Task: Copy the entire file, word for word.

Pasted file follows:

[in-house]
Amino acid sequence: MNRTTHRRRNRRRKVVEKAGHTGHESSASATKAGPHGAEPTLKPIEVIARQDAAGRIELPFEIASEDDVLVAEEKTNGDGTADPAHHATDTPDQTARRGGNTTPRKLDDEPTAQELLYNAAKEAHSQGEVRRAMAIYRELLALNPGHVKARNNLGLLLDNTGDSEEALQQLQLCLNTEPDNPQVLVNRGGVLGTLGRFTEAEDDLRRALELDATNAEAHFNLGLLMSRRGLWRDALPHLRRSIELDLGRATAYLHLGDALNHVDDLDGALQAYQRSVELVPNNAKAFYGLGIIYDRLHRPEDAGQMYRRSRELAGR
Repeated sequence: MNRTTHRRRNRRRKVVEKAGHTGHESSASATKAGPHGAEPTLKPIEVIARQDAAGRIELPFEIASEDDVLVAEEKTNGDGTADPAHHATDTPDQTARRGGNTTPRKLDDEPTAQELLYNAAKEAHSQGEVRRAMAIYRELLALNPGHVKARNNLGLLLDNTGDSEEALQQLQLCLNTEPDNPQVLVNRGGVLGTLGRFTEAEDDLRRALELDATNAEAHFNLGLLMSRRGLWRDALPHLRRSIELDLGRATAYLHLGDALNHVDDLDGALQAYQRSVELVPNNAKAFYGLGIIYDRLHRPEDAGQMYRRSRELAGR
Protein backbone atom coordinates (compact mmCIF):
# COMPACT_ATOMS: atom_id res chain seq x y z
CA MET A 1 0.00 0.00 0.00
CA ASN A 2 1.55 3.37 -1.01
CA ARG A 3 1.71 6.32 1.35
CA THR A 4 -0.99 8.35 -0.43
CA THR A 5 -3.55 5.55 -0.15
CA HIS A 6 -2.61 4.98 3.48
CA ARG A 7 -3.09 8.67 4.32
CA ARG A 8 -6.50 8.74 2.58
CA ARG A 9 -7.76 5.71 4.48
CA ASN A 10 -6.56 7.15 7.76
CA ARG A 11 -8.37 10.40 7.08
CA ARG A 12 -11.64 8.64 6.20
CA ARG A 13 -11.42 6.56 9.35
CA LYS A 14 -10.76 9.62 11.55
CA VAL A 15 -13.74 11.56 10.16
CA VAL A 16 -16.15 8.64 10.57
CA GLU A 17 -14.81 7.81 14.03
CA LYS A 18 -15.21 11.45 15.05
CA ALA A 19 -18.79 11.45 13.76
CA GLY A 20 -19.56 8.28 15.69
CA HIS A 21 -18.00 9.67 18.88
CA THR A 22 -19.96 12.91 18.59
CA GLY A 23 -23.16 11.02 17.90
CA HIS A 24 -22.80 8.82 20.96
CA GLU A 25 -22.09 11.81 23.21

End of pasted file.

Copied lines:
[in-house]
Amino acid sequence: MNRTTHRRRNRRRKVVEKAGHTGHESSASATKAGPHGAEPTLKPIEVIARQDAAGRIELPFEIASEDDVLVAEEKTNGDGTADPAHHATDTPDQTARRGGNTTPRKLDDEPTAQELLYNAAKEAHSQGEVRRAMAIYRELLALNPGHVKARNNLGLLLDNTGDSEEALQQLQLCLNTEPDNPQVLVNRGGVLGTLGRFTEAEDDLRRALELDATNAEAHFNLGLLMSRRGLWRDALPHLRRSIELDLGRATAYLHLGDALNHVDDLDGALQAYQRSVELVPNNAKAFYGLGIIYDRLHRPEDAGQMYRRSRELAGR
Repeated sequence: MNRTTHRRRNRRRKVVEKAGHTGHESSASATKAGPHGAEPTLKPIEVIARQDAAGRIELPFEIASEDDVLVAEEKTNGDGTADPAHHATDTPDQTARRGGNTTPRKLDDEPTAQELLYNAAKEAHSQGEVRRAMAIYRELLALNPGHVKARNNLGLLLDNTGDSEEALQQLQLCLNTEPDNPQVLVNRGGVLGTLGRFTEAEDDLRRALELDATNAEAHFNLGLLMSRRGLWRDALPHLRRSIELDLGRATAYLHLGDALNHVDDLDGALQAYQRSVELVPNNAKAFYGLGIIYDRLHRPEDAGQMYRRSRELAGR
Protein backbone atom coordinates (compact mmCIF):
# COMPACT_ATOMS: atom_id res chain seq x y z
CA MET A 1 0.00 0.00 0.00
CA ASN A 2 1.55 3.37 -1.01
CA ARG A 3 1.71 6.32 1.35
CA THR A 4 -0.99 8.35 -0.43
CA THR A 5 -3.55 5.55 -0.15
CA HIS A 6 -2.61 4.98 3.48
CA ARG A 7 -3.09 8.67 4.32
CA ARG A 8 -6.50 8.74 2.58
CA ARG A 9 -7.76 5.71 4.48
CA ASN A 10 -6.56 7.15 7.76
CA ARG A 11 -8.37 10.40 7.08
CA ARG A 12 -11.64 8.64 6.20
CA ARG A 13 -11.42 6.56 9.35
CA LYS A 14 -10.76 9.62 11.55
CA VAL A 15 -13.74 11.56 10.16
CA VAL A 16 -16.15 8.64 10.57
CA GLU A 17 -14.81 7.81 14.03
CA LYS A 18 -15.21 11.45 15.05
CA ALA A 19 -18.79 11.45 13.76
CA GLY A 20 -19.56 8.28 15.69
CA HIS A 21 -18.00 9.67 18.88
CA THR A 22 -19.96 12.91 18.59
CA GLY A 23 -23.16 11.02 17.90
CA HIS A 24 -22.80 8.82 20.96
CA GLU A 25 -22.09 11.81 23.21